I asked to be taken home.
On the way to the machine we passed a mitrailleuse buried by the roadside. Its location brought an argument among the officers. Strategically it would be valuable for a time, but there was some question as to its position in view of a retirement by the French.
I could not follow the argument. I did not try to. I was cold and tired, and the red sunset had turned to deep purple and gold. The guns had ceased. Over all the countryside brooded the dreadful peace of sheer exhaustion and weariness. And in the air, high overhead, a German plane sailed slowly home.
* * * * *
Sentries halted us on the way back holding high lanterns that set the bayonets of their guns to gleaming. Faces pressed to the glass, they surveyed us stolidly, making sure that we were as our passes described us. Long lines of marching men turned out to let us pass. As darkness settled down, the location of the German line, as it encircled Ypres, was plainly shown by floating fusees. In every hamlet reserves were lining up for the trenches, dark masses of men, with here and there a face thrown into relief as a match was held to light a cigarette. Open doors showed warm, lamp-lit interiors and the glow of fires.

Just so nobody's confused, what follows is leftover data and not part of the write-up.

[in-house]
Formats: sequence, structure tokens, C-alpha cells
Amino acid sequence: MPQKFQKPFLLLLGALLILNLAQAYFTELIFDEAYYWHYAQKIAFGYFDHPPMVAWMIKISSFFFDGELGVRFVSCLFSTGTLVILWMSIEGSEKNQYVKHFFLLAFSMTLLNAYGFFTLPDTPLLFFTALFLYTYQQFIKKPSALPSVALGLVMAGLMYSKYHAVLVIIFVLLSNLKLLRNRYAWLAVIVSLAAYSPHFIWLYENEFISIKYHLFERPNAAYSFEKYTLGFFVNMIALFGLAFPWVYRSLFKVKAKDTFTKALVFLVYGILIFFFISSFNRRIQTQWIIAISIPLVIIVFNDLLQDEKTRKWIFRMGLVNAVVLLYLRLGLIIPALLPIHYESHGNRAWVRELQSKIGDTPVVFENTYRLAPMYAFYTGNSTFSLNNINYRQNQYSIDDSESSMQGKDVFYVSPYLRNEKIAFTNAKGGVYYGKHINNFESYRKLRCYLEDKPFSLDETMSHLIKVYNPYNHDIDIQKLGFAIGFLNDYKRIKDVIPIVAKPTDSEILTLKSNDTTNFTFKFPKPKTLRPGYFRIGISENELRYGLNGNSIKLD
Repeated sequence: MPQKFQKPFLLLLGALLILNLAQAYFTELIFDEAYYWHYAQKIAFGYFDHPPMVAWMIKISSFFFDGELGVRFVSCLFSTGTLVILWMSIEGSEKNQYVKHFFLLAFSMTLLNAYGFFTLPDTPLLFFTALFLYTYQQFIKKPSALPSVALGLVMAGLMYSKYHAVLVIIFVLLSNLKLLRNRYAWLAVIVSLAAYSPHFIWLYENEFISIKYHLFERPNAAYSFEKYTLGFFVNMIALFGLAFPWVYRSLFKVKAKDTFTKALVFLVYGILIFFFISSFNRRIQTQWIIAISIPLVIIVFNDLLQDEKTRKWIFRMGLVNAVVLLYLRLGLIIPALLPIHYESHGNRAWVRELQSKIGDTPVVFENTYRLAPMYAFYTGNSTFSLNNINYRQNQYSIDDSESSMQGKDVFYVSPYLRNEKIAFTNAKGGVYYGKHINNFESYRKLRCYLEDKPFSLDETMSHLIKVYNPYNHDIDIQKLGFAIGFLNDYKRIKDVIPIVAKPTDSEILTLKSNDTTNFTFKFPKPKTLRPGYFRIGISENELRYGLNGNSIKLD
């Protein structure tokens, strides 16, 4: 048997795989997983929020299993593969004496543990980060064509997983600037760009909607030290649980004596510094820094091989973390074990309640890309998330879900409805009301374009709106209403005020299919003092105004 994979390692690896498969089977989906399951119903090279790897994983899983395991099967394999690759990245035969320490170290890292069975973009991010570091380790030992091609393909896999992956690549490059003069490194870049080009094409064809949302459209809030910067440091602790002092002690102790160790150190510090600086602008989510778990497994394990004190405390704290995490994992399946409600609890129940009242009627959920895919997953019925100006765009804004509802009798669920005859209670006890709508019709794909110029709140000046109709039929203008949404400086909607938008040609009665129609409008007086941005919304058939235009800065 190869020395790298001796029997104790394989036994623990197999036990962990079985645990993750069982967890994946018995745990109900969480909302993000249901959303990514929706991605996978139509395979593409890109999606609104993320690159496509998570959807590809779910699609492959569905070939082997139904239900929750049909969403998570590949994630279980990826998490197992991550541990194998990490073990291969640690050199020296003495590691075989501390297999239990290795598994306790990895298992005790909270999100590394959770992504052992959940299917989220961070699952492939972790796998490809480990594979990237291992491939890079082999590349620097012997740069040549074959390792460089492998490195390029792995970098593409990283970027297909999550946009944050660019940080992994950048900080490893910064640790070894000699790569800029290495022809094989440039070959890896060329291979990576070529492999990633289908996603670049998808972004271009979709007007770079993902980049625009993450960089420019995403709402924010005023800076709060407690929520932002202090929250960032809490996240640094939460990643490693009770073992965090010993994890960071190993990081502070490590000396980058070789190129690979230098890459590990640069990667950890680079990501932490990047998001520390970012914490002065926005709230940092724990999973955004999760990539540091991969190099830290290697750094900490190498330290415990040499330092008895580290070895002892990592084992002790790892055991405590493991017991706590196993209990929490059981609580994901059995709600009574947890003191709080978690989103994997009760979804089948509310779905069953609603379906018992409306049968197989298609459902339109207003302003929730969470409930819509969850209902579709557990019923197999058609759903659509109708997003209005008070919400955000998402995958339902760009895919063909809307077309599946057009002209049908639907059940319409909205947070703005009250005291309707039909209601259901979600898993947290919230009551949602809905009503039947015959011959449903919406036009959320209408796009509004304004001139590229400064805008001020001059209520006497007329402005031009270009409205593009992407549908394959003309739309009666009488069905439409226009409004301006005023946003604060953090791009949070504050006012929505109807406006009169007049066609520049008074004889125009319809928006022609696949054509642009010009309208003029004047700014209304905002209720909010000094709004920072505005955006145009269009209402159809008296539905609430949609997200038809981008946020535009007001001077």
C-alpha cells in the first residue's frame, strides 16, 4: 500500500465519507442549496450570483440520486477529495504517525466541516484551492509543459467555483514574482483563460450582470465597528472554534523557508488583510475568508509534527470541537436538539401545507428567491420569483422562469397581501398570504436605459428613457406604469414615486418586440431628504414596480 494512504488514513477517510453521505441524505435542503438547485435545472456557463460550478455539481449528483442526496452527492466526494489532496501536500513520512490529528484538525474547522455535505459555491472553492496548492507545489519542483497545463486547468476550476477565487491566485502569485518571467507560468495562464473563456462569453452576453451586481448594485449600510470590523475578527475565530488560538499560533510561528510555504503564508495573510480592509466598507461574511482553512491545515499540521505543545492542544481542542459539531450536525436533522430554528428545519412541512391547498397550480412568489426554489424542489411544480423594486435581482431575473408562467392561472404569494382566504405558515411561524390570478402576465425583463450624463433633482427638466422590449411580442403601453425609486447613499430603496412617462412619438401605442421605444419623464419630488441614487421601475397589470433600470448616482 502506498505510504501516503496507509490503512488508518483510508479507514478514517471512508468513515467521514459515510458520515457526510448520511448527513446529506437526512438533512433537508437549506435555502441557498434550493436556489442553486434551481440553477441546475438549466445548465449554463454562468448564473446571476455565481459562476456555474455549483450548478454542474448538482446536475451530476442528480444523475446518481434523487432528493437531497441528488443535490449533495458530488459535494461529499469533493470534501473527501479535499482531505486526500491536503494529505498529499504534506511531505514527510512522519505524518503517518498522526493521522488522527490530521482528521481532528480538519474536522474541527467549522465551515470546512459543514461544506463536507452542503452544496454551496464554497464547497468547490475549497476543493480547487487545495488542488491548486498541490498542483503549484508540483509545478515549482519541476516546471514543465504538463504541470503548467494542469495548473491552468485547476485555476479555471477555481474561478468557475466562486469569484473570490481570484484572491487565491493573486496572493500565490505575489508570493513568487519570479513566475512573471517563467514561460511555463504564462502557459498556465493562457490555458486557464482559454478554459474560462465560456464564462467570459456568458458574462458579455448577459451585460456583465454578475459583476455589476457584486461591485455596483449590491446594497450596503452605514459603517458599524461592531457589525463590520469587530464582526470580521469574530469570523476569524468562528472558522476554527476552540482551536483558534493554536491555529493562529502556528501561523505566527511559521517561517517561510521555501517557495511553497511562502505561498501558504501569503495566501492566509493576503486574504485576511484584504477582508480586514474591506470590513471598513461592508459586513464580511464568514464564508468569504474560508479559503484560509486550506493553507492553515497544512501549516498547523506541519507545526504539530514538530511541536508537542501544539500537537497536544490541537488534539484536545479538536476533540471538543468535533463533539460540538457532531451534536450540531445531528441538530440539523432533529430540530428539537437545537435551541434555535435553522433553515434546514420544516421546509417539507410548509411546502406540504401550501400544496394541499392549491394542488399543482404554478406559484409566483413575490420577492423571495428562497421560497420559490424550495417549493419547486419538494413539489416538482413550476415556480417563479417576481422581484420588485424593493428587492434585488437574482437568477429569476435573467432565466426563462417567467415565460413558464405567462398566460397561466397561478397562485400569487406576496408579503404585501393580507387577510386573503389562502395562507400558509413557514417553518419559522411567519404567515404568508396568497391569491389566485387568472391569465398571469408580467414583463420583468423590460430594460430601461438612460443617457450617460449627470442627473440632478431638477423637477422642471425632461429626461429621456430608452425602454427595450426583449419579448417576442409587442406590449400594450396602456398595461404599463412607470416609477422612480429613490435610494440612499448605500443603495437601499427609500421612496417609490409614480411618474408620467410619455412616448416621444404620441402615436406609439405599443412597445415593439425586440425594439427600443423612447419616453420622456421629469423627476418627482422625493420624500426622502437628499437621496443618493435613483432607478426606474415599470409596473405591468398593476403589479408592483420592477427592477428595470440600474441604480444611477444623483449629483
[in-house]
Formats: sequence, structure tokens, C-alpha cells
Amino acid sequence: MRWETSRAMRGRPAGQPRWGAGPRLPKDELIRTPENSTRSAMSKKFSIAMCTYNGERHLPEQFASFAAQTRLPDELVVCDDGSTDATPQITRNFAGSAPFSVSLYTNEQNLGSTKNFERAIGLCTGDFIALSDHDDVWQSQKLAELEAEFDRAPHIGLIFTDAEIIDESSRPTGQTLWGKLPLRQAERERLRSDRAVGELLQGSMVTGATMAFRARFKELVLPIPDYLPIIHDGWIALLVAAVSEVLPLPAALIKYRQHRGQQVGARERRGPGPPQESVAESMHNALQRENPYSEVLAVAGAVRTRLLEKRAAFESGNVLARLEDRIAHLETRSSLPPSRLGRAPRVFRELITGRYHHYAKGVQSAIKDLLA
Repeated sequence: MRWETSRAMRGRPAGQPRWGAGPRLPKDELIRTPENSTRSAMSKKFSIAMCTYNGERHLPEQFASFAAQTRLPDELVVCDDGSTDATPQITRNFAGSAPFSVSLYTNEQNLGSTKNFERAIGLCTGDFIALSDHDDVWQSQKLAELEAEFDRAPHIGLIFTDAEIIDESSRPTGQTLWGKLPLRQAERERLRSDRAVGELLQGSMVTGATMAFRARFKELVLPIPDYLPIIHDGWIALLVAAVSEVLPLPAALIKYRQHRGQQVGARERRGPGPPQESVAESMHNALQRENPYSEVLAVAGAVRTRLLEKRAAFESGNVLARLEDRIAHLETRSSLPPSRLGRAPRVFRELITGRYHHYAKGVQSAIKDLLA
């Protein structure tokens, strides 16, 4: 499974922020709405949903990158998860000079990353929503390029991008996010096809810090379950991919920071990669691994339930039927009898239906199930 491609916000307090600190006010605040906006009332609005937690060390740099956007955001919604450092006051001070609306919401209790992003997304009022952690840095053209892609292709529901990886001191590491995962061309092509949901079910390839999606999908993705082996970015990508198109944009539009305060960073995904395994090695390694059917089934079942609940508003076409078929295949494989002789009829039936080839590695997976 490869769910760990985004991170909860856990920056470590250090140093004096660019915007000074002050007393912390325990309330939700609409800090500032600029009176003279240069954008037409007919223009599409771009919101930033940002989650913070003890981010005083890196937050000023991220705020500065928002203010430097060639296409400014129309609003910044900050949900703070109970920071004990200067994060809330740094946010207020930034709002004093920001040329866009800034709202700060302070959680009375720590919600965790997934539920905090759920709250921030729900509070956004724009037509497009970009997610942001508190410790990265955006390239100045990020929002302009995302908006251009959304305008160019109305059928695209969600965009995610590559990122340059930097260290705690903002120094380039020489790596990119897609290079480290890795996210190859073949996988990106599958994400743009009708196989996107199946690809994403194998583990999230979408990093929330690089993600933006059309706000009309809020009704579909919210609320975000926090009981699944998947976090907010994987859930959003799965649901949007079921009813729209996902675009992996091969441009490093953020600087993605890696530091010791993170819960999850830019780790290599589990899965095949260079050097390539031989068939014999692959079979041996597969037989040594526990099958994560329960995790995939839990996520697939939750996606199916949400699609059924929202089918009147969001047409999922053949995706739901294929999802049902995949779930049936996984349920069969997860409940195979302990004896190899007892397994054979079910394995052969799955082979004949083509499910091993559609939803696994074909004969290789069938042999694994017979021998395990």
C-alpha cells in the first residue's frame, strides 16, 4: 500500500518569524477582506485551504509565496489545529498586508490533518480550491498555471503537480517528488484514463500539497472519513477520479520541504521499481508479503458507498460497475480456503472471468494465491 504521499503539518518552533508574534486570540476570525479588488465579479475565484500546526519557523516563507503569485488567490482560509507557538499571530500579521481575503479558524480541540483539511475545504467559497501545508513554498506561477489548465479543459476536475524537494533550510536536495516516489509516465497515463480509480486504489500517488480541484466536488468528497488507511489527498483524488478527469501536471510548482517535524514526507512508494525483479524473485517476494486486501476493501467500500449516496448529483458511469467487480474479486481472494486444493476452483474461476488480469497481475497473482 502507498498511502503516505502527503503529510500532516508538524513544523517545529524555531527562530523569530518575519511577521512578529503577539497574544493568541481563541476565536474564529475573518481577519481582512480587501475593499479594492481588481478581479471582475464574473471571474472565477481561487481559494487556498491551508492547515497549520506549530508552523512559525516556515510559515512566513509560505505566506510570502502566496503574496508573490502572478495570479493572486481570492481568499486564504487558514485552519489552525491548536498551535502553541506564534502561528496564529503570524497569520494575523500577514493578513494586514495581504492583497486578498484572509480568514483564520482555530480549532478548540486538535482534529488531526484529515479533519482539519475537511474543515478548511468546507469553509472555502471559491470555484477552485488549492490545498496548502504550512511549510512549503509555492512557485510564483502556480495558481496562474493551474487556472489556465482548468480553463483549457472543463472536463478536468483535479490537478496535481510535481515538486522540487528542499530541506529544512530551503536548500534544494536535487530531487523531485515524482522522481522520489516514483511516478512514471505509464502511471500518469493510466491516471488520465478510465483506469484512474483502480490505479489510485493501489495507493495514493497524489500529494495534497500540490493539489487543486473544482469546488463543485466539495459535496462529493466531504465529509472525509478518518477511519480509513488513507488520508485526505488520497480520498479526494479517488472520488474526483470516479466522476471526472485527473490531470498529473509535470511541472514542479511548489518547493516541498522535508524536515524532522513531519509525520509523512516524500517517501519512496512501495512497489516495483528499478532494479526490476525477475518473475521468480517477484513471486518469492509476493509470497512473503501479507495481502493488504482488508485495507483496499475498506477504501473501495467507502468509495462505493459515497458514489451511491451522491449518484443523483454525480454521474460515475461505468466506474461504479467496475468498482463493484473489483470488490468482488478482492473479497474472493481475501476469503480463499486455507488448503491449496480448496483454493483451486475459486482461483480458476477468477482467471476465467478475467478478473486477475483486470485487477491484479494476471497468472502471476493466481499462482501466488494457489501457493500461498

I sat back in the car and listened while the officers talked together. They were speaking of General Joffre, of his great ability, of his confidence in the outcome of the war, and of his method, during those winter months when, with such steady fighting, there had been so little apparent movement. One of the officers told me that General Joffre had put his winter tactics in three words:
“I nibble them.”
DUNKIRK: FROM MY JOURNAL
I wakened early this morning and went to church—a great empty place, very cold but with the red light of the sanctuary lamp burning before a shrine. There were perhaps a dozen people there when I went in. Before the Mater Dolorosa two women in black were praying with upturned eyes. At the foot of the Cross crouched the tragic figure of the Mother, with her dead Son in her arms. Before her were these other mothers, praying in the light of the thin burning candles. Far away, near the altar, seven women of the Society of the Holy Rosary were conducting a private service. They were market women, elderly, plain, raising to the altar faces full of faith and devotion, as they prayed for France and for their soldier-children.
Here and there was a soldier or a sailor on his knees on a low prie-dieu, his cap dangling loose in his hands. Unlike the women, the lips of these men seldom moved in prayer; they apparently gazed in wordless adoration at the shrine. Great and swelling thoughts were theirs, no doubt, kindled by that tiny red flame: thoughts too big for utterance or even for form. To go out and fight for France, to drive back the invaders, and, please God, to come back again—that was what their faces said.